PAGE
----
Recommendations show that unsaturated fats are healthful; you may hear the words omega-3, polyunsaturated, or monounsaturated. These are all types of healthy fat in the diet found in plant-based foods. If you’re going to eat fat-containing foods, opt for types including fatty fish (salmon, herring), nuts and seeds (almonds, walnuts, hemp and chia), healthy oils (flax, olive oil), and fatty fruits (avocado, olives). Choosing more highly processed, low-fat foods has been debunked (think low fat cookies!), so be sure to choose whole, unprocessed foods that have healthy fats in them naturally like the ones I listed above. Continue reading

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Healthy Thursday: Healthy on a Budget

John N. Frank:

I love eggplant, either grilled or cut into strips and cooked with olive oil to form a mock spaghetti: http://nosaltnofatnosugar.com/2014/07/04/fourth-of-july-low-salt-low-fat-low-sugar-cookout-options/

Originally posted on Brick ONeil:

veggie vendor

Eating healthy on a budget, while having health issues-ie: diabetes, heart disease, organ transplant, etc, can be difficult but attainable.  A few hints and tips I’ve followed throughout my “Simple Healthy Fresh” cookbook series are, in fact, simple.

Increase low-carb and low-starch vegetables. Increase your intake of ‘free foods for diabetics':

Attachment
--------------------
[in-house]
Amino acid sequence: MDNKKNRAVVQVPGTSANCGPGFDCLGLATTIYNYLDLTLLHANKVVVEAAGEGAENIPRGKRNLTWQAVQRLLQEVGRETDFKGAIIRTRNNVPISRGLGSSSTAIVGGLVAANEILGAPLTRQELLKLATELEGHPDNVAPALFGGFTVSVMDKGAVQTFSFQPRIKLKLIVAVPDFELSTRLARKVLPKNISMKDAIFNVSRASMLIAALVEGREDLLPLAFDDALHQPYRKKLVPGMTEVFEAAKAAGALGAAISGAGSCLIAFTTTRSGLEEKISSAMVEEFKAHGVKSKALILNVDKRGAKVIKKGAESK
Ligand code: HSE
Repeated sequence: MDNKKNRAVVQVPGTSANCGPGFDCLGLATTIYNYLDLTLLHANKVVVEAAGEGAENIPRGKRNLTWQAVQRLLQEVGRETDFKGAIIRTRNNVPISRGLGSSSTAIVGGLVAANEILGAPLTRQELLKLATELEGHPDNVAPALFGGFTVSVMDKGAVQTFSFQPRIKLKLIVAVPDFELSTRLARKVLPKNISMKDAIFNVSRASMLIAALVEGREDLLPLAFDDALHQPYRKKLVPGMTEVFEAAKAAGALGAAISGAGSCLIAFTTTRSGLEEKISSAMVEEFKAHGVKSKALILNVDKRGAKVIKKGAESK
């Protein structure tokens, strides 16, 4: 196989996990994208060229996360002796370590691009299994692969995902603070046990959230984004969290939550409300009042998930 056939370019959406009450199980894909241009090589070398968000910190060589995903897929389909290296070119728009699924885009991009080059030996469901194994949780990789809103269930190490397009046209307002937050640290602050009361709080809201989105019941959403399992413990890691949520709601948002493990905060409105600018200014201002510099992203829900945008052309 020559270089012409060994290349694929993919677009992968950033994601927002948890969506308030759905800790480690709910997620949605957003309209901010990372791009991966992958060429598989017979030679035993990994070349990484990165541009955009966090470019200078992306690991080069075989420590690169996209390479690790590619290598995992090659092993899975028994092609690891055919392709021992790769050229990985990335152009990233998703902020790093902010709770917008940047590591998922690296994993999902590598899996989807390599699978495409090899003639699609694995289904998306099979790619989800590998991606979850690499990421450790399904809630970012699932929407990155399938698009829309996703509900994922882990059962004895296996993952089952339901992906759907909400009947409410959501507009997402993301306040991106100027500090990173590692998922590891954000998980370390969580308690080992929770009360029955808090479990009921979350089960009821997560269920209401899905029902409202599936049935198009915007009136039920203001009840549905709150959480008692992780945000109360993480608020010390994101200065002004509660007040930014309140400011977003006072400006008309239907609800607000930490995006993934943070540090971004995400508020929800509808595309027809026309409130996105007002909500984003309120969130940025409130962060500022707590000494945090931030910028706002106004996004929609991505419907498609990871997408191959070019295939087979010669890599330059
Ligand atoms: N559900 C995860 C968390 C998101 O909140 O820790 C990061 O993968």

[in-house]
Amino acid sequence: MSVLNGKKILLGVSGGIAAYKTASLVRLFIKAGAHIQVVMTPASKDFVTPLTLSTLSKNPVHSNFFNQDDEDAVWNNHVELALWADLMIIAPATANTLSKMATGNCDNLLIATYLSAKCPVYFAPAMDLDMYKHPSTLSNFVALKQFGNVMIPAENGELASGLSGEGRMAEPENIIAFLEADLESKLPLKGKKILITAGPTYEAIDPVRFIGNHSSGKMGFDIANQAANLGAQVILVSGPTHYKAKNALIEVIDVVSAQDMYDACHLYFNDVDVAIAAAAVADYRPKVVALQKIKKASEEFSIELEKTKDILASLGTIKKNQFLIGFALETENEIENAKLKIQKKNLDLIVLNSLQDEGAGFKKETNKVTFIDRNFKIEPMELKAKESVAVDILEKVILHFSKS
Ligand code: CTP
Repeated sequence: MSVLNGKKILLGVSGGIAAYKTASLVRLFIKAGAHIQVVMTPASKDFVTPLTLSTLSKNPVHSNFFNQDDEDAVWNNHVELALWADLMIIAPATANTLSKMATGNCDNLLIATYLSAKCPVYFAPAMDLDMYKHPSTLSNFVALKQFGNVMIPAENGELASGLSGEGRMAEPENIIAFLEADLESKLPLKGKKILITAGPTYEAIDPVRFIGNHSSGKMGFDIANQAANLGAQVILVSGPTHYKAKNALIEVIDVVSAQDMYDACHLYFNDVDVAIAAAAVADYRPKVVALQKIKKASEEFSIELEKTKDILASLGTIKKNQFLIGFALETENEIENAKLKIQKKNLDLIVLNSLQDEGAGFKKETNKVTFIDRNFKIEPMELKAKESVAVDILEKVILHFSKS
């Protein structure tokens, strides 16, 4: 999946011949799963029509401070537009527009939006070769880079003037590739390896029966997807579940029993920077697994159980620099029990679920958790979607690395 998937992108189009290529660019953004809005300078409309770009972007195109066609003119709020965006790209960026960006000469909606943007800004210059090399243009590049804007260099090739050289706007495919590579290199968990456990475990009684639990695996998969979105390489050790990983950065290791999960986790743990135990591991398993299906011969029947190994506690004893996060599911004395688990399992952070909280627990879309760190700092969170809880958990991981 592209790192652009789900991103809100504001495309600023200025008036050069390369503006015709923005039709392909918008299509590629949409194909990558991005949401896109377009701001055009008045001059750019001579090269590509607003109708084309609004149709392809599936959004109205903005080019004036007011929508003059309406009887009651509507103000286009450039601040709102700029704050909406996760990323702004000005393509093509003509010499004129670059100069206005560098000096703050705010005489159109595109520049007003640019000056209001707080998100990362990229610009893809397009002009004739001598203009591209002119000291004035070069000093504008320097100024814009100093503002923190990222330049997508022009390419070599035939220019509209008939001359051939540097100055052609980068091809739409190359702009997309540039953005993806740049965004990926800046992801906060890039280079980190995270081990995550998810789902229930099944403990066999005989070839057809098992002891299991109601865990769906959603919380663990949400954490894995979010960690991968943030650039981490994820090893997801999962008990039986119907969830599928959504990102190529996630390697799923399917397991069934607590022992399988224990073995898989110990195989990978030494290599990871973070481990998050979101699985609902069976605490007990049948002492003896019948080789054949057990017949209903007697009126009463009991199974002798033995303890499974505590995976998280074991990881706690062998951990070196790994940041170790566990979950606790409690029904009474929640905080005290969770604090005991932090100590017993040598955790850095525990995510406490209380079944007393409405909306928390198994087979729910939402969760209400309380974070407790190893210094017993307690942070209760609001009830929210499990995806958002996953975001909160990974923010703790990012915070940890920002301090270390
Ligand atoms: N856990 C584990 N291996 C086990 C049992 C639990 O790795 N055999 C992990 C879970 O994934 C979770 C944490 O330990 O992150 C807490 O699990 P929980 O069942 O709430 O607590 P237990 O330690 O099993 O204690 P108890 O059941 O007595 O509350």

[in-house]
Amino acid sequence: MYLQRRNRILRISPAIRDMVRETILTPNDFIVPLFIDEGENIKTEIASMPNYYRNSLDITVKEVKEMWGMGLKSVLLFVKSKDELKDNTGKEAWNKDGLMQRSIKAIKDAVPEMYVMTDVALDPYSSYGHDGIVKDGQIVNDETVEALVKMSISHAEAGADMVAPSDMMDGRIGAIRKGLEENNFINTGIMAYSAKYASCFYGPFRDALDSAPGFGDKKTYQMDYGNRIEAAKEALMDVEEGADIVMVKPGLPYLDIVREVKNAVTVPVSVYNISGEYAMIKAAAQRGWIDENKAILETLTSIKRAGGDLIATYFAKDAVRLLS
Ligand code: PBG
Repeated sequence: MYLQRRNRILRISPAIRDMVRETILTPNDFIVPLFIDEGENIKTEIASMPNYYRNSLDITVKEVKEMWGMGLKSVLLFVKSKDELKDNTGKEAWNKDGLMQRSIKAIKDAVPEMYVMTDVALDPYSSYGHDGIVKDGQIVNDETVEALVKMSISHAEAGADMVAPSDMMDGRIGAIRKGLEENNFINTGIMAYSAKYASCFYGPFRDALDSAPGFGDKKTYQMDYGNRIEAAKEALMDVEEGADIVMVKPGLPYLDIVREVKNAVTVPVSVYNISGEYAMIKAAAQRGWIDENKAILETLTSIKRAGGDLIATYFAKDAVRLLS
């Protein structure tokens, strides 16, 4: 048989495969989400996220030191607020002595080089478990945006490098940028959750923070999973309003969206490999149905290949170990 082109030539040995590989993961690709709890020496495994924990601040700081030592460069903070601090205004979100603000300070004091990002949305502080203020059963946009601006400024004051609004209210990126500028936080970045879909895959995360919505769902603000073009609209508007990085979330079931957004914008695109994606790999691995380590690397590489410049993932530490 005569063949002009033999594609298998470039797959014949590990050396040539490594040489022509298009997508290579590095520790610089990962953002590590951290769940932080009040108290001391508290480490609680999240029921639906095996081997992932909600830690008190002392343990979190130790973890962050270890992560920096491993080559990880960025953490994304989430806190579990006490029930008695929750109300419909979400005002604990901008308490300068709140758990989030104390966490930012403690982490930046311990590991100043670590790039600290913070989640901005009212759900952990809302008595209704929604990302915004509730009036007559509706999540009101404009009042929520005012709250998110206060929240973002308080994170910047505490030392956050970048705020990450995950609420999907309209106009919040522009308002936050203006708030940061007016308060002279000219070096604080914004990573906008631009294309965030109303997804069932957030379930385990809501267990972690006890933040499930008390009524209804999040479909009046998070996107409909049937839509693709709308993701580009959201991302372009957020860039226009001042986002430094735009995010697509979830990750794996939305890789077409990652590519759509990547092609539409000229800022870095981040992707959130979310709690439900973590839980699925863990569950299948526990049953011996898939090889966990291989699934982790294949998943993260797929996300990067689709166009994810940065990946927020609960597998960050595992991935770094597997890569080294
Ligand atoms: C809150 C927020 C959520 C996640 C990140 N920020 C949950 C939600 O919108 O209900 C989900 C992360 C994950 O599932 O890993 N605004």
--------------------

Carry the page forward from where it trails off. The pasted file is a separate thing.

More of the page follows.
Eggplant is one. Now, don’t wrinkle that nose, eggplant is what I call a neutral vegetable, meaning it can take on any flavor and be in any dish you can think of.

Soups and salads are your friend. These can be made out of anything-especially those ‘free foods’ I mentioned earlier (including eggplant) like celery, onion, all cabbages, greens, cucumber, mushroom, radish, zucchini. With small additions of other items you can have ratatouille, gazpacho, spring/fall/winter/summer soups.

Salads for lunch, snack or dinner: Be creative with salads and ingredients. Make a slaw out of green and red cabbage-grate or use…

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Dumping junk food: two years and counting for me

This blog began after I had angioplasty done to open a severely blocked artery to my heart. I recent passed the two-year mark since that surgery, passing a physical with flying colors.

You are not what you eat: Is fat as bad as we thought? from Eva Voinigescu on Vimeo.